The Tragedy of the 'Titanic': The Unsinkable Ship Goes Down
Grandeur. Elegance. Luxury. A floating palace. These were a few of the descriptions used for the largest passenger steamship in the world when she was built. The Titanic had libraries, squash courts, a heated swimming pool, a Turkish bath, a gymnasium, elevators, barber shops, and four restaurants offering magnificent cuisine. The ship had 840 private rooms for the first-, second- and third-class sections of the boat, and could carry 3,547 passengers and crew.
The Titanic featured the latest in maritime technology and was said to be "unsinkable." The designers claimed that no one would get seasick on the Titanic because of her massive size. There were two huge steam engines, over 100 coal-burning furnaces, several boilers, steam-powered generators, an elaborate electrical system, and Marconi radios that could send messages from the ship.
Article continues after this newspaper image from the April 20, 1912, issue of the Tucson Daily Citizen (Arizona)
On April 10, 1912, the Titanic set sail on her maiden voyage from Southampton, England, to New York City, loaded with 1,400 enthusiastic passengers and 940 officers and crew. Captain Edward J. Smith was in command. During the course of the journey, Captain Smith, aware that icebergs were in the region, altered the course of the Titanic slightly to the south. On the night of April 14, shortly before midnight, the Titanic collided with a gigantic iceberg—although the impact of the collision was hardly felt by many on board. The collision was indeed serious, however, and the ship began filling with water. By midnight the ship inspectors, understanding that the Titanic was doomed, gave the order to start evacuating "women and children first" in the lifeboats, and sent out an international distress call.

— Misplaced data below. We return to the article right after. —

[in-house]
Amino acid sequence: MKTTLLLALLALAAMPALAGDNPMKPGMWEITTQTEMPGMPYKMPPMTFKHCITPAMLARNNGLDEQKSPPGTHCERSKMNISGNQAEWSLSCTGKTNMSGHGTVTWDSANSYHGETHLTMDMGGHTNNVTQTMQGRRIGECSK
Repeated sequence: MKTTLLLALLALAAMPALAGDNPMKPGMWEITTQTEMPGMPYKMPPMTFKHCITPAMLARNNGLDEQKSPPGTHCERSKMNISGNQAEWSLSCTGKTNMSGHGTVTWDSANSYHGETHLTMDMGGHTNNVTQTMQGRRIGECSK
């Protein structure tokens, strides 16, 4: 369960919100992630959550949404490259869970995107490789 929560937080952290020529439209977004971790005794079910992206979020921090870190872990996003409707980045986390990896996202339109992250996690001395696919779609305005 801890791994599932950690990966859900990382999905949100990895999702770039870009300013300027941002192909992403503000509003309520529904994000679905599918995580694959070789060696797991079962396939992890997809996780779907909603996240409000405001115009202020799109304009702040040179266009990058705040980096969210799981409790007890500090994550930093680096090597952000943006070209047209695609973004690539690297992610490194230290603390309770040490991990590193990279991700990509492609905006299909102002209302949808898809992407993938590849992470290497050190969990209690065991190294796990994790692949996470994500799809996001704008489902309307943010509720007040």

Many passengers were apprehensive to leave the Titanic at first, not believing that the ship was actually sinking, and a number of lifeboats left the vessel half-filled. Sinking she was, however, and at 2:30 a.m., April 15, the Titanic went down. Passengers still on board had to jump into the freezing waters of the North Atlantic, while those in the lifeboats watched, helplessly, in shock. More than 1,500 passengers and crew lost their lives, mostly due to hypothermia.
The world’s reaction to the tragedy was jumbled and confused. Initially, the press reported that all the passengers were safe and the Titanic was being towed to safety. Once the awful fate of the ship was known, accusations began flying: the ship was going too fast; the British maritime laws were to blame because of negligent lifeboat requirements; surrounding ships ignored the Titanic’s calls for help; iceberg warnings were ignored by the crew. The United States Senate, ready to assign quick blame, initiated an investigation the day after the survivors arrived in New York. In addition to those seeking to find fault, there were heartbreaking stories of selfless heroism, grueling sacrifice, families saying goodbye to each other while some departed in lifeboats and others remained on board, the ship's ensemble playing music as the Titanic went down, and outright admiration for the procedures taken by the captain and crew after the deadly collision occurred.
The sinking of the Titanic was one of the most devastating peacetime maritime disasters in history. In 1985 the wreck’s location was finally discovered at a depth of 2.5 miles. We will never know exactly what happened and what could have been done to avoid the enormous loss of life, but the Titanic’s fate continues to haunt the public’s imagination.